Lots of what I've written about is about rezoning questions and how we really do need large-scale zoning reform to make it less goddamn expensive to live in California. (Bill SB50, which would have allowed apartments near train stations, fell short early this year.) But SB50 or no SB50, LA's zoning is going to have to change dramatically in the next few years because of reforms that have already gone through.
How we got here
First, a little background. For most of California history, the state usually kept its nose out of local housing decisions. But as part of the reforms of the 1970s, the state started actively tracking how much housing would be needed in the various regions of the state, and created a regional planning process to determine where new housing should go. It's called the Regional Housing Needs Allocation (RHNA), and it required local governments to zone enough housing to meet regional targets at different income levels. There are separate targets for very low-income, low-income, medium-income and market-rate housing. The cutoffs to qualify for subsidized affordable housing are way lower than you think.
|Housing type||LA County income cutoff for a family of 4|
Until very recently, RHNA was largely worthless, because RHNA was toothless. There was no accountability for cities who failed to meet their targets, and in any case the targets were set far too low to keep up with demand. On top of that, rich cities would lobby heavily during the RHNA planning process to keep their targets low. They usually succeeded. In the 2013-2021 RHNA, Beverly Hills was given a target of building exactly three new units of affordable housing and zero market rate housing. This is in keeping with the policy of the last fifty years, where rich cities haven't grown at all.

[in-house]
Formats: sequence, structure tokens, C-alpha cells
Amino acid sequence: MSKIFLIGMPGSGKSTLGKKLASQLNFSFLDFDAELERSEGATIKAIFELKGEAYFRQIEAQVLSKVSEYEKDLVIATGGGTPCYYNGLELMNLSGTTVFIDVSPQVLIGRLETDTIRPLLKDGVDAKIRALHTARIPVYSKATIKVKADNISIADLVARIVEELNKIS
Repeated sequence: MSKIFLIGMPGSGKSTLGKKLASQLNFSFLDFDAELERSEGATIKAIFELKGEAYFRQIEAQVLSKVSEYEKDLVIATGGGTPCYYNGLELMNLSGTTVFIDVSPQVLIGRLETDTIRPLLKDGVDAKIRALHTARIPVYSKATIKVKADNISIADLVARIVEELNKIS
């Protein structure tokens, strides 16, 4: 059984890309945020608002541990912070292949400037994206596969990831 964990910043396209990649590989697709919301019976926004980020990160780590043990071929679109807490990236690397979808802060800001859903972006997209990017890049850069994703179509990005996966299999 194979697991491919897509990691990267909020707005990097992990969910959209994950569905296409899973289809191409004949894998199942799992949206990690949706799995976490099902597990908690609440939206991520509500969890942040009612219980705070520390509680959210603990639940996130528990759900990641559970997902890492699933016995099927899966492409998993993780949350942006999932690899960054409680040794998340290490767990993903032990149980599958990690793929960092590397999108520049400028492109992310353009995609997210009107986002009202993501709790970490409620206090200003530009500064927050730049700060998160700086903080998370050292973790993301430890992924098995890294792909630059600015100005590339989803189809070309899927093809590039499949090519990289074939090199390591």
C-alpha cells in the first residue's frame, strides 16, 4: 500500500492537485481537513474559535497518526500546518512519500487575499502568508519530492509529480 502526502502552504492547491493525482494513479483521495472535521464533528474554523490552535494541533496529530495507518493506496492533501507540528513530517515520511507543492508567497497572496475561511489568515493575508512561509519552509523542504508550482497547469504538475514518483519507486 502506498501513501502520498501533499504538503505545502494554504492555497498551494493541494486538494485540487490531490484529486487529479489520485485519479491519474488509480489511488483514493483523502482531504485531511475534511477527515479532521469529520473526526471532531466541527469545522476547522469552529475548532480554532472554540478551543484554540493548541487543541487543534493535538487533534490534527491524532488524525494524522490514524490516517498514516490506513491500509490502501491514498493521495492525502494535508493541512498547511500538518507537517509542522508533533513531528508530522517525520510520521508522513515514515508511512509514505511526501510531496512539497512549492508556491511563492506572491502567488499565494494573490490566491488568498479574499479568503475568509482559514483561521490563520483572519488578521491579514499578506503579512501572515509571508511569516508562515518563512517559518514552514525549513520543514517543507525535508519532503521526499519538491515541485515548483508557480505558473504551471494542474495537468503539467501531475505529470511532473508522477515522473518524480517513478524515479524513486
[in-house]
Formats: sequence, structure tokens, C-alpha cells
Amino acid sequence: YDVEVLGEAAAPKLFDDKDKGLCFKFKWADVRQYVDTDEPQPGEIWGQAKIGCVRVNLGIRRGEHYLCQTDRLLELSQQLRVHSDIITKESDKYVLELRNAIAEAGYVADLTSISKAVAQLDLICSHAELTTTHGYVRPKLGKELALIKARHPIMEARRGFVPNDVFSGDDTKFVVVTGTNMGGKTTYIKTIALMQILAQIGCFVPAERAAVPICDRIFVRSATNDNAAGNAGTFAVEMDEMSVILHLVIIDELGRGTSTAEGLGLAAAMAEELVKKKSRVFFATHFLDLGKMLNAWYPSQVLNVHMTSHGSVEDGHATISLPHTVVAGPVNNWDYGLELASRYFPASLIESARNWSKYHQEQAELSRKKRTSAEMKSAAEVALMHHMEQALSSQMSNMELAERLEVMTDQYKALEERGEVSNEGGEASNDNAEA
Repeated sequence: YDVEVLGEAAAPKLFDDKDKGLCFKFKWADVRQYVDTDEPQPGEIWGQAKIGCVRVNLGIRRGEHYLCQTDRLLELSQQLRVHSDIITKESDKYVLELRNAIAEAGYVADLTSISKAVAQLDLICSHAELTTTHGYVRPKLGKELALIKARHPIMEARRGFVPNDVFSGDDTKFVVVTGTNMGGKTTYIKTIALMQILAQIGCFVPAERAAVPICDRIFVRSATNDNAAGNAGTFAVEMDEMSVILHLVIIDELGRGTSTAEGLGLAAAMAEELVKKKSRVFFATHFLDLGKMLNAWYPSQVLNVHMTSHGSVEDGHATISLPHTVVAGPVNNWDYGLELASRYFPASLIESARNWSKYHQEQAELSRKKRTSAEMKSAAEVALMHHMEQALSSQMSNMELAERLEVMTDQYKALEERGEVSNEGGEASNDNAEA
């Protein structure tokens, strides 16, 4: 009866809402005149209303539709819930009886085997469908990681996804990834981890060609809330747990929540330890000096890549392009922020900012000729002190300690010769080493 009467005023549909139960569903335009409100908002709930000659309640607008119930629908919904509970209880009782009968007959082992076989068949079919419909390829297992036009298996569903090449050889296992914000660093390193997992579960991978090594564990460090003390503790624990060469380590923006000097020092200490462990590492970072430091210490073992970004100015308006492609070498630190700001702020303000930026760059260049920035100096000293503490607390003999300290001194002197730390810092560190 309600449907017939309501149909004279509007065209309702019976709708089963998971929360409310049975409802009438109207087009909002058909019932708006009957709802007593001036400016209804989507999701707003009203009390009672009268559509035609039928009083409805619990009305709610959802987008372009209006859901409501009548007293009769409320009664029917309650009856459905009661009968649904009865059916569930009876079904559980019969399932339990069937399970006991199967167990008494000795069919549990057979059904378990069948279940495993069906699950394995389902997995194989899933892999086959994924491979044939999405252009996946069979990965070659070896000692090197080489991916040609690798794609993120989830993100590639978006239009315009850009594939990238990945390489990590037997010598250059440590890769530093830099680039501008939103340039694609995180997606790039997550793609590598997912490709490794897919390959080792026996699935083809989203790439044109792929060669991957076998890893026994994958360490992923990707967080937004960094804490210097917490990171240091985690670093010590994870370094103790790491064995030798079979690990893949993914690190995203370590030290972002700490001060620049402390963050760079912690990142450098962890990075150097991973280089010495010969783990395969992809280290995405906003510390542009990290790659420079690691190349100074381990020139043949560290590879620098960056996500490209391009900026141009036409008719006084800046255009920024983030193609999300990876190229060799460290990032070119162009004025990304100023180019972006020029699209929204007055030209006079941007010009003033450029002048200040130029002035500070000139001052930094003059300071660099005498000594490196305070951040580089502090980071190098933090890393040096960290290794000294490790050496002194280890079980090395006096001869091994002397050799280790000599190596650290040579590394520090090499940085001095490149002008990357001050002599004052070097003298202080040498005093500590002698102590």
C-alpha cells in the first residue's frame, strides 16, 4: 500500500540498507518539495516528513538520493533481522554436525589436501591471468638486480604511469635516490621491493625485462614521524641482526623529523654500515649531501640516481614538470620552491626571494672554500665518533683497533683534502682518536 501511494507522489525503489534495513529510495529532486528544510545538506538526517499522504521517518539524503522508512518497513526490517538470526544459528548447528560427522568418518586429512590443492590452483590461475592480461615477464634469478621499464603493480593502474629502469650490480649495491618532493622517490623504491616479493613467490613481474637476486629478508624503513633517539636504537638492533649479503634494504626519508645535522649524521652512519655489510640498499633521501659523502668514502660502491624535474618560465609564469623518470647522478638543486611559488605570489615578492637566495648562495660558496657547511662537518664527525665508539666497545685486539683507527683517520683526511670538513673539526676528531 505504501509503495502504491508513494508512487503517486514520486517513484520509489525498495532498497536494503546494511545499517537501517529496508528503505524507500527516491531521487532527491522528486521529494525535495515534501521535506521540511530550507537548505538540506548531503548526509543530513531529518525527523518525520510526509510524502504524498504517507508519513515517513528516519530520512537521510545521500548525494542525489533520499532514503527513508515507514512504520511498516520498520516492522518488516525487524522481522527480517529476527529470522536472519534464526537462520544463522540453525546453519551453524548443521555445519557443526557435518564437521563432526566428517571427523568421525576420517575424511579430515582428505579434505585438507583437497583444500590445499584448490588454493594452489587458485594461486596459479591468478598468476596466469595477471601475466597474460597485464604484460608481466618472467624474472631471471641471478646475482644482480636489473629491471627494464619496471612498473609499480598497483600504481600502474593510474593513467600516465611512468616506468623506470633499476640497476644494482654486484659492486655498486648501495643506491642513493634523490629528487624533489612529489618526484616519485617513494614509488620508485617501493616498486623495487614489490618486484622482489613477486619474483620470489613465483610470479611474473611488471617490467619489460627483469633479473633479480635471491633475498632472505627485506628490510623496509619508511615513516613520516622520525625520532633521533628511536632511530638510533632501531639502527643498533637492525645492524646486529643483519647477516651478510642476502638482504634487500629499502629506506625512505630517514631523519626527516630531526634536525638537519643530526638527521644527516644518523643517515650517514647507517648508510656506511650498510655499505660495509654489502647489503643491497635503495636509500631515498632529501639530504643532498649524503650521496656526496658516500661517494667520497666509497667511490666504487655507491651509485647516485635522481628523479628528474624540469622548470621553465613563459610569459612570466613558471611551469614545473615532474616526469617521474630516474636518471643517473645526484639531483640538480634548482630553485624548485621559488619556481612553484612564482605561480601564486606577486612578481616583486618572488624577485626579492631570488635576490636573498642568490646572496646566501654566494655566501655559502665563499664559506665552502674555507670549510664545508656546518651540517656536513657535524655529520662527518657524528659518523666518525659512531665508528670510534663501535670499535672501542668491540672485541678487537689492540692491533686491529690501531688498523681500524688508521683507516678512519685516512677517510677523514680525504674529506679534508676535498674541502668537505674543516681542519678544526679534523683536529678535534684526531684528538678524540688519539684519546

|City||1970 population||2019 population|
The 2017-18 reforms
This all changed in 2017 and 2018 with three major reforms to the RHNA process. First, the targets were reformed to require cities to play catch-up. That is, if a city missed its previous target by 500 units, and was projected to add another 500 units, they'd have to zone for 1000 units, not just 500. Second, the state attorney general's office got the power to sue cities who refuse to meet their targets, with potentially enormous liability for noncompliance - up to $600,000 a month. On top of that, if a city submitted a RHNA plan that the state didn't approve of, the state could withhold state funding. (The governor made an example of Huntington Beach after it flatly refused to zone for enough new apartments.) Third, and most critically, if a city didn't its RHNA targets, cities would be required to approve any development that meets the local zoning rules and provides subsidized affordable housing. The new RHNA targets are way, way better than the old ones, if you want to be able to afford a house in LA.
|City||2015-21 housing target||2021-29 housing target|
What these changes mean
It's actually quite elegant. If a city doesn't build enough market-rate housing, any project that's 10% subsidized affordable housing can be built, period, if it meets the existing zoning, and the city's required to approve it in 60-90 days. If a city doesn't build enough subsidized housing, any project that's 50% subsidized affordable housing can be built, period. And if a city decides to kill a project that meets the law, the city could be held liable for the developer's legal fees. In Cupertino, in NorCal, these reforms have already broken the logjam around the Vallco Mall, a dead mall across the street from Apple HQ. Vallco's owners wanted to demolish the mall and build offices, shops, and 2,400 apartments - 50% of which would be subsidized affordable housing. Vallco got clearance to proceed in months, not years, because Cupertino wasn't meeting its RHNA targets, even under the old rigged rules.
These modifications to the RHNA system are less flashy than SB50, but they have largely the same effect. Simply put, places like Beverly Hills and Laguna Niguel will have to decide where to build new housing. They could spread out the density; they could put up one really, really big high-rise, or they could put up a bunch of six-story fast-casual apartments
But what they can't do anymore is block new housing the way they've been doing for the last fifty years. That era is over.